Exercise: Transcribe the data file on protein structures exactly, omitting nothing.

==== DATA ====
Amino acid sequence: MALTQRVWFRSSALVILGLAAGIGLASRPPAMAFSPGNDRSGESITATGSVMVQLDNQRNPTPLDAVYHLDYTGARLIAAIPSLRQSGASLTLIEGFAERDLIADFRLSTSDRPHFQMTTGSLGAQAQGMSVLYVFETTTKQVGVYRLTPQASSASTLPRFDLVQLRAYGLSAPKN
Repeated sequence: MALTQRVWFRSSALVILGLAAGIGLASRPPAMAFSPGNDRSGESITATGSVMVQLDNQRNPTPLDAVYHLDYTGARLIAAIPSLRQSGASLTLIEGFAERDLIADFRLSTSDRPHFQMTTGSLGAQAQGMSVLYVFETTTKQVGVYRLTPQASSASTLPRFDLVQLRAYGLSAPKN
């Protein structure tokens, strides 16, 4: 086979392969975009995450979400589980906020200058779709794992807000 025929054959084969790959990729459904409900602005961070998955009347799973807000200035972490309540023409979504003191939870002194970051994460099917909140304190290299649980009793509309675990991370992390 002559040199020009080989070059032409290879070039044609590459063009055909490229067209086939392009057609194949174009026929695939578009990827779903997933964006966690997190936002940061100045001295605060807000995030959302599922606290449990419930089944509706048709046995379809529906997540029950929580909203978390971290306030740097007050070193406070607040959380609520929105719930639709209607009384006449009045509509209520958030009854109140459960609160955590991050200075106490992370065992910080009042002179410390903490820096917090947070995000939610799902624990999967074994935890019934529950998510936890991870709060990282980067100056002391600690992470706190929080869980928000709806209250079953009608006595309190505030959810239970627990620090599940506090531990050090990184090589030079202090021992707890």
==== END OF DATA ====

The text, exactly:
Amino acid sequence: MALTQRVWFRSSALVILGLAAGIGLASRPPAMAFSPGNDRSGESITATGSVMVQLDNQRNPTPLDAVYHLDYTGARLIAAIPSLRQSGASLTLIEGFAERDLIADFRLSTSDRPHFQMTTGSLGAQAQGMSVLYVFETTTKQVGVYRLTPQASSASTLPRFDLVQLRAYGLSAPKN
Repeated sequence: MALTQRVWFRSSALVILGLAAGIGLASRPPAMAFSPGNDRSGESITATGSVMVQLDNQRNPTPLDAVYHLDYTGARLIAAIPSLRQSGASLTLIEGFAERDLIADFRLSTSDRPHFQMTTGSLGAQAQGMSVLYVFETTTKQVGVYRLTPQASSASTLPRFDLVQLRAYGLSAPKN
């Protein structure tokens, strides 16, 4: 086979392969975009995450979400589980906020200058779709794992807000 025929054959084969790959990729459904409900602005961070998955009347799973807000200035972490309540023409979504003191939870002194970051994460099917909140304190290299649980009793509309675990991370992390 002559040199020009080989070059032409290879070039044609590459063009055909490229067209086939392009057609194949174009026929695939578009990827779903997933964006966690997190936002940061100045001295605060807000995030959302599922606290449990419930089944509706048709046995379809529906997540029950929580909203978390971290306030740097007050070193406070607040959380609520929105719930639709209607009384006449009045509509209520958030009854109140459960609160955590991050200075106490992370065992910080009042002179410390903490820096917090947070995000939610799902624990999967074994935890019934529950998510936890991870709060990282980067100056002391600690992470706190929080869980928000709806209250079953009608006595309190505030959810239970627990620090599940506090531990050090990184090589030079202090021992707890």